Salomon Huck Knife 2017 Review
New for 2017, the Salomon Huck Knife is a twin shaped, camber park board with a medium flex.
Features of the Salomon Huck Knife 2017
- EQ Rad Sidecut
This is a blend of EQ (equalizer or flat sections) blended with Rad (radial) sections, to get a balance between fun and respone.
- Quad Camber
The Quad Camber is made with a combination of camber sections, with regular camber between your feet, more aggressive camber under your feet out towards the nose and tail, and a small rocker section at the ends.
- Gunslinger Sidewalls
There are carbon inlays that run the whole length of the board, that help absorb shock.
- True Twin
The Ultimate Ride is a twin, centered board, so there is on difference no matter which way you ride it. The core is symmetrical, with the same tip and tail lengths.
- Medium Flex
Middle of the range flex, that will give you enough support for riding fast, but enough flex that you can still press and butter it.
- Popster Booster
The wood core had varying thicknesses throughout the board, to have flex and strength where it is needed. The Popster Booster part are carbon stringers which extend out from under your feet to the tip and tail of the board, to give you extra pop.
- Aspen Select
There are carbon inlays in the sidewalls that are made to help load and release energy.
- Freestyle Edge Bevel
The tip and tail of the board are already detuned, and there is a 2 degree base edge through the board, which changes into a 3 degree angle between your feet. The idea is that the board will still give you good edge hold on ice and hardpacked snow, while the 3 degree section between your feet will still let you ride rails without having to give it a big detune to stop it catching on rails.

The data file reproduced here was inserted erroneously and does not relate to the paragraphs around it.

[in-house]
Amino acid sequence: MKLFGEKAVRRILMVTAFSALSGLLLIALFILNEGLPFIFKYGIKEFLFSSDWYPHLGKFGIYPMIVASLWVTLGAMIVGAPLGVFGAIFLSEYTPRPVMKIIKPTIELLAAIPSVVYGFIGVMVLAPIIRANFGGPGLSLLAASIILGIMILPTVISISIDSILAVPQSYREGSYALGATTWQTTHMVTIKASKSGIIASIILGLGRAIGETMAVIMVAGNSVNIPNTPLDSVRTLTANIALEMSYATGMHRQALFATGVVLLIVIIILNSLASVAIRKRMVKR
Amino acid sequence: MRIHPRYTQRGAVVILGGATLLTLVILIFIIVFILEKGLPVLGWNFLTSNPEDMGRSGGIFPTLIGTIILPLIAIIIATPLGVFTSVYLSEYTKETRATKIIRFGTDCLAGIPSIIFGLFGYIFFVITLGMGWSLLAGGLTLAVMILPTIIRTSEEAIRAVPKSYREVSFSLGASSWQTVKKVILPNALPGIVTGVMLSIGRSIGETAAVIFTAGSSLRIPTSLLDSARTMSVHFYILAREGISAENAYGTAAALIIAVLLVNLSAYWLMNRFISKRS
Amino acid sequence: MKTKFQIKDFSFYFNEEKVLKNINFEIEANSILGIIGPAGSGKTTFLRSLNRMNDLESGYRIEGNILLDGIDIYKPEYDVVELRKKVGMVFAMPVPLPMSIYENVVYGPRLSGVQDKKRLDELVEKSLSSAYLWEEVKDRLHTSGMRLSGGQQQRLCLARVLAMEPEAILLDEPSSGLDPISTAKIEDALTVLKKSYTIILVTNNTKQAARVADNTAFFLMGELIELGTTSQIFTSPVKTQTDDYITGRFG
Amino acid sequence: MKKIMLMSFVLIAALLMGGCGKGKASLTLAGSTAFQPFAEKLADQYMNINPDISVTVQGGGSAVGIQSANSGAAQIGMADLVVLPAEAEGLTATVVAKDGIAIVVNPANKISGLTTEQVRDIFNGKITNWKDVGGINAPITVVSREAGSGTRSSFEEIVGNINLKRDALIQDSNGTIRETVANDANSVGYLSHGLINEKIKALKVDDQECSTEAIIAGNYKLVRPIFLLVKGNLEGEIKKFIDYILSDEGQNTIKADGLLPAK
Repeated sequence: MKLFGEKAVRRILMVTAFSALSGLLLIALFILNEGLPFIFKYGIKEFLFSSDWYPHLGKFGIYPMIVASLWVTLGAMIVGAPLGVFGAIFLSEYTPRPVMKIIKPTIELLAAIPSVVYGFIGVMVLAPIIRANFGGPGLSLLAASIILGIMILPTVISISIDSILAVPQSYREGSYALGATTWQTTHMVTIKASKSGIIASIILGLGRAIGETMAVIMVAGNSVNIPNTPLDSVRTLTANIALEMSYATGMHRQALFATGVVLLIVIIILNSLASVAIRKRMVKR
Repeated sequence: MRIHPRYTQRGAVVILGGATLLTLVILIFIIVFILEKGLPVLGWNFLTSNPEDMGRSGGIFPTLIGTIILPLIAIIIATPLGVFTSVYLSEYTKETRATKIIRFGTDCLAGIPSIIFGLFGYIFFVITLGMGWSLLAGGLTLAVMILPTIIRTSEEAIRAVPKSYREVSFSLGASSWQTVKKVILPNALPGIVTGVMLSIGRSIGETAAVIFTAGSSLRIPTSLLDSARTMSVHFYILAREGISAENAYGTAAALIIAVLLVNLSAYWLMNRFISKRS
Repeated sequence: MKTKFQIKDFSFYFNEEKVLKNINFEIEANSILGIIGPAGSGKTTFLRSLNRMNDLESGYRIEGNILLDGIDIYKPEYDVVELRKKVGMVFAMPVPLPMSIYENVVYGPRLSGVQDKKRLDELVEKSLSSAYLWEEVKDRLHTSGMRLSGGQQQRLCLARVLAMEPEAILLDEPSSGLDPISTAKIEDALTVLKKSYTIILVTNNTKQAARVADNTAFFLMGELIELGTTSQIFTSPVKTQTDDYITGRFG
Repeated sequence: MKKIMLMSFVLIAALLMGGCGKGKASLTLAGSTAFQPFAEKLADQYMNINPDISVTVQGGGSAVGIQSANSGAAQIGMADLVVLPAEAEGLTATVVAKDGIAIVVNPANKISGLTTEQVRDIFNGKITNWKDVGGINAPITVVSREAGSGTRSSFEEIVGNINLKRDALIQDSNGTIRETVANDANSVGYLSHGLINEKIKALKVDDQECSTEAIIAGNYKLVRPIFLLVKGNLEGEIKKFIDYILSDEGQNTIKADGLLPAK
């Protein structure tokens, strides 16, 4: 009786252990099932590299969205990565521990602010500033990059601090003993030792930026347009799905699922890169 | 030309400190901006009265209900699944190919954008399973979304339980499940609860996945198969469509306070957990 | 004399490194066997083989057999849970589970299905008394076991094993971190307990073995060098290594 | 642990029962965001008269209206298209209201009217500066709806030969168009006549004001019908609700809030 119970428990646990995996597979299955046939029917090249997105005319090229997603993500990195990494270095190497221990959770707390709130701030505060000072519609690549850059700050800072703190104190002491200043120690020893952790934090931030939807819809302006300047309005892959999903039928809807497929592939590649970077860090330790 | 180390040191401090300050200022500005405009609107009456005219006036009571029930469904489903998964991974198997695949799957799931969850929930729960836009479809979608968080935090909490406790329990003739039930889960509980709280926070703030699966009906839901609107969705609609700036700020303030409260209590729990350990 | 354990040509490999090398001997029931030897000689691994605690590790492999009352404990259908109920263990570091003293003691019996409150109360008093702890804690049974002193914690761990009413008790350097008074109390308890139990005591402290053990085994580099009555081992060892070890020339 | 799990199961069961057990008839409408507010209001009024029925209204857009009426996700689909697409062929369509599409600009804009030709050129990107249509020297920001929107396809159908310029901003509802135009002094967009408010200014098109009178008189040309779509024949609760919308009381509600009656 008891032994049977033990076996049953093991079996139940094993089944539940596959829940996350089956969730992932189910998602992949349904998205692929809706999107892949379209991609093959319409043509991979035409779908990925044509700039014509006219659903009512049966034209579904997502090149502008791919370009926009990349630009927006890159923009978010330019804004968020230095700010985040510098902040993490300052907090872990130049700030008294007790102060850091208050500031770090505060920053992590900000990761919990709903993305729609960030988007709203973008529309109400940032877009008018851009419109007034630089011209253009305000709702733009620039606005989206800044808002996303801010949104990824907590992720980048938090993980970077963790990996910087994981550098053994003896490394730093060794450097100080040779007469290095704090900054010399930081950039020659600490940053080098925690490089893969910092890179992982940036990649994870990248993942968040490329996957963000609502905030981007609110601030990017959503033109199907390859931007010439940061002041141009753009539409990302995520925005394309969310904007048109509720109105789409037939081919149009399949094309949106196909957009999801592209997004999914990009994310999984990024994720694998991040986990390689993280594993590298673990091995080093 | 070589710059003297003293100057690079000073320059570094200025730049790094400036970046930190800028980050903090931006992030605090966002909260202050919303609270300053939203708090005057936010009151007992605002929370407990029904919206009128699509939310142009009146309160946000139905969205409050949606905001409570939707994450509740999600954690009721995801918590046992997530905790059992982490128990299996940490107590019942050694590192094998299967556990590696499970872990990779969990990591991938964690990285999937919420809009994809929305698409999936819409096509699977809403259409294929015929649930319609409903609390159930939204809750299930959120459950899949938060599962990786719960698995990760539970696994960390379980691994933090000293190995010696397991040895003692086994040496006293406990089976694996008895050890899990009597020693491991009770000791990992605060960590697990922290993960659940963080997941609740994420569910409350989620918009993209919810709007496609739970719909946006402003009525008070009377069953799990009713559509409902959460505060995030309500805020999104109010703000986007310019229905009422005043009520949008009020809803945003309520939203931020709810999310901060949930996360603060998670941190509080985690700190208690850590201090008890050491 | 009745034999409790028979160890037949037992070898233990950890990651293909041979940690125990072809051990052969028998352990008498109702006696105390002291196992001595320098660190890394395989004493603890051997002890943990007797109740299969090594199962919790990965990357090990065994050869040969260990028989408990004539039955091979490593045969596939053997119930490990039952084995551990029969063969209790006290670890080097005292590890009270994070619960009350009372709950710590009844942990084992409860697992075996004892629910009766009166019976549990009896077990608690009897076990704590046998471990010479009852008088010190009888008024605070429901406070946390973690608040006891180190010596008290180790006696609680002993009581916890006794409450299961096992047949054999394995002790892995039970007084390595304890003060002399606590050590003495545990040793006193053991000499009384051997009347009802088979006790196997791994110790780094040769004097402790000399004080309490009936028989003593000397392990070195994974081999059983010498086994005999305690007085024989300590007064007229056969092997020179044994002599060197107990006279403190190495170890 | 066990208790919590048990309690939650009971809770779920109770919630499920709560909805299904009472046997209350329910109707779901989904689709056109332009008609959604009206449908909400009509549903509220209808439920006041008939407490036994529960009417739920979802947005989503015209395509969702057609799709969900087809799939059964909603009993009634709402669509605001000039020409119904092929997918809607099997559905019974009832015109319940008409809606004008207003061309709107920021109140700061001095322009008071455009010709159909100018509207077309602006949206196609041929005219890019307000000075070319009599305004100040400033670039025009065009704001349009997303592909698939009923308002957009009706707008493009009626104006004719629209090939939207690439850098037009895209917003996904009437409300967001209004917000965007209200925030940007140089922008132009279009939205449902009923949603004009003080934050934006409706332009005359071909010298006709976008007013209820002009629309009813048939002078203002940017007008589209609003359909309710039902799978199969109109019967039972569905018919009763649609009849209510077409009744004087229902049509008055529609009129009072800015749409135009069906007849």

How it Rides
Board size: 155cm
Boots: ThirtyTwo TM-TWO
Bindings: Burton Malavita set with a 22″ stance width, at +12 and -9.
I originally demoed the Huck Knife in early 2016, and I was impressed enough that I ended up buying it when it was on sale in the 2017 season. The original review was written when I had only ridden the board for a few laps on one day, but now that I own it, I have around 30-40 days riding it in all kinds of snow conditions.
Overall the Quad Camber profile feels and rides like an old school camber board. Just like on a full camber board, the Huck Knife is stable at speed, holds a good edge, and has good pop.
To get around the “catchy” feeling that you get on regular camber boards, the Quad Camber has small reverse camber sections on the contacts of the board, which I feel gives it a very nice and usable mix of camber types.
Flex and Pop
The medium flex of the board is nice, it gives you a nice solid push back for ollies and nollies, and it still holds up if you are landing nose or tail heavy from jumps. For a board that has a nice solid flex, it surprisingly doesn’t take too much effort to press and butter the board. I don’t know exactly how it has done, but it is a very nice mix of being soft enough to press, but still stable enough to land jumps wrong, and ride hard through chopped up snow without being thrown around.